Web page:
Mon Oct 20, 2008 at 04:32:02 AM PDT
Today's Daily Kos Research 2000 tracking poll has Obama leading McCain 50-42. All trackers are data from three days prior to posting, with the R2K numbers from today (yesterday's numbers in parentheses) and the other trackers from yesterday (previous day's data). LV=likely voter, RV=registered voter.
Obama McCain MoE +/- RV/LV
Research 2000: 50 (50) 42 (43) 3 LV
Reuters/Zogby: 50 (48) 44 (45) 2.8 LV
Rasmussen: 50 (51) 46 (45) 2 LV
Diageo/Hotline: 47 (48) 42 (41) 3.4 LV
Battleground: 49 (49) 45 (45) 3.5 LV
On successive individual days in the R2K poll (different than the topline, which is a combined three day sample), Obama was up +7 Fri, +7 Sat and +8 Sun. Today's polling will not completely reflect Colin Powell's endorsement (or the less important but still politically potent announcement of Obama's 150 million Sep. fundraiser); more reflective data on that will start tomorrow.
Obama gained two points from yesterday’s report, while McCain slipped seven-tenths of a point. It was the first day Obama has gained following three consecutive days in which his numbers slipped and McCain’s numbers increased. During the 14 days of the tracking poll, Obama has led by as much as 6.2 points and as little as 1.9 points.
Obama’s gain to nearly 50% support is the highest level of support he has received since the Reuters/C-SPAN/Zogby daily tracking began two weeks ago.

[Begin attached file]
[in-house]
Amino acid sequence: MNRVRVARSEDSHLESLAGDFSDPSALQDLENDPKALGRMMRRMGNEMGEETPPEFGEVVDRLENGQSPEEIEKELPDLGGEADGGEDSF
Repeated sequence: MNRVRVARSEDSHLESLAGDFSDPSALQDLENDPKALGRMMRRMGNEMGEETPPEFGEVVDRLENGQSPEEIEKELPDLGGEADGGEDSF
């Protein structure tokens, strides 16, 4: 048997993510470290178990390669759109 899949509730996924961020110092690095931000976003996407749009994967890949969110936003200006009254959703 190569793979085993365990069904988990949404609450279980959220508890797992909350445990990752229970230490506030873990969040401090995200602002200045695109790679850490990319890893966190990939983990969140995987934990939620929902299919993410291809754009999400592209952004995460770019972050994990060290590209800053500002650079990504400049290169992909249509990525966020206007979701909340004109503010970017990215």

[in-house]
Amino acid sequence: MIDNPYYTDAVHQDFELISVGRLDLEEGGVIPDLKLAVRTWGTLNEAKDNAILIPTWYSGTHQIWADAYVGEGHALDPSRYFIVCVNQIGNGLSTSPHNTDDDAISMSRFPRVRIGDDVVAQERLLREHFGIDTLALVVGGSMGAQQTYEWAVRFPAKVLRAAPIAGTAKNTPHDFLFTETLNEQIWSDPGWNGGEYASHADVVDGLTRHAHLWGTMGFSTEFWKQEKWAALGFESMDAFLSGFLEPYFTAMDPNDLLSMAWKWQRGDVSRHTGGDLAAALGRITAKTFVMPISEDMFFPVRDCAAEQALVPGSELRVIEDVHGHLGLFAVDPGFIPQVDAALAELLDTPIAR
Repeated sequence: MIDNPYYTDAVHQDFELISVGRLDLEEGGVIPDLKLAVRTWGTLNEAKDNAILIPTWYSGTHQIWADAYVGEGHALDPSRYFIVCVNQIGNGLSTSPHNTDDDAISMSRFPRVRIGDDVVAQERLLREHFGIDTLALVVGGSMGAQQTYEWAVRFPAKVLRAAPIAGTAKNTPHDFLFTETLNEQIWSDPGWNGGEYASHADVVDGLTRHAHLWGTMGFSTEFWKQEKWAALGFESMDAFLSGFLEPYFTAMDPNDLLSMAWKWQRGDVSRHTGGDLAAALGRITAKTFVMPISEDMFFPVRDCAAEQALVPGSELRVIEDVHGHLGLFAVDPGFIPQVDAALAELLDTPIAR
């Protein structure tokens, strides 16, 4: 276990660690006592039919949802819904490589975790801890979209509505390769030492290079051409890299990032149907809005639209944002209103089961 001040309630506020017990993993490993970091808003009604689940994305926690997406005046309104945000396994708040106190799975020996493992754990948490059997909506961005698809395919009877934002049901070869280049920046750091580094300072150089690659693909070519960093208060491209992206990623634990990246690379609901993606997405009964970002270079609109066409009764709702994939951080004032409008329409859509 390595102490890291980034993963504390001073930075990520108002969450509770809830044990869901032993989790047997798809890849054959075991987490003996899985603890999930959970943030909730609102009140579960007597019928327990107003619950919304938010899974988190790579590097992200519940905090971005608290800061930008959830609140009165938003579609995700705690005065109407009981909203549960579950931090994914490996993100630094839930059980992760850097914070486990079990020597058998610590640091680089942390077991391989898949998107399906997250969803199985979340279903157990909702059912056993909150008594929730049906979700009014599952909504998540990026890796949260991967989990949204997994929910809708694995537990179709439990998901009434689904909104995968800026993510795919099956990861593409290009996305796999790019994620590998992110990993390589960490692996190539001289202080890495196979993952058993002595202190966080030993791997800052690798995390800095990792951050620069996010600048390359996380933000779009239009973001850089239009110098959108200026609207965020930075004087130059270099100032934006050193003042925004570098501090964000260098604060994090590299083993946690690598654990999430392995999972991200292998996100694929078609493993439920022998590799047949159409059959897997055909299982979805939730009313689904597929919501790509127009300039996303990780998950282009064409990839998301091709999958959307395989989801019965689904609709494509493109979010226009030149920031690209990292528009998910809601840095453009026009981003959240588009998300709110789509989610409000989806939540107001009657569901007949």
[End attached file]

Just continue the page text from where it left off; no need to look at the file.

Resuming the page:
Yesterday, we introduced the graph of how each candidate does with his own party, as well as the data graph showing how independents are breaking. We will be updating this data periodically from now until the election.
Both will be interesting to follow over the next three days.
Update [2008-10-20 8:6:37 by DemFromCT]:: some partial ABC poll data:
Views of the Palin selection, naturally, are highly partisan. But majorities of moderates (62 percent), young adults (59 percent) and women (56 percent) all say it makes them less confident in McCain's judgment. (More women than men say so.) So do near majorities, 48 percent, of white women and married women alike.
The pick plays better in the GOP base: 70 of Republicans, 68 percent of evangelical white Protestants and 67 percent of conservatives say the selection of Palin makes them more confident in McCain's decision-making.
On Ayers, similarly, 62 percent of conservatives and 67 percent of Republicans say it's a legitimate issue. Just 29 percent of moderates, 12 percent of liberals and 10 percent of Democrats agree.
More on Sarah Palin's effect on the race here.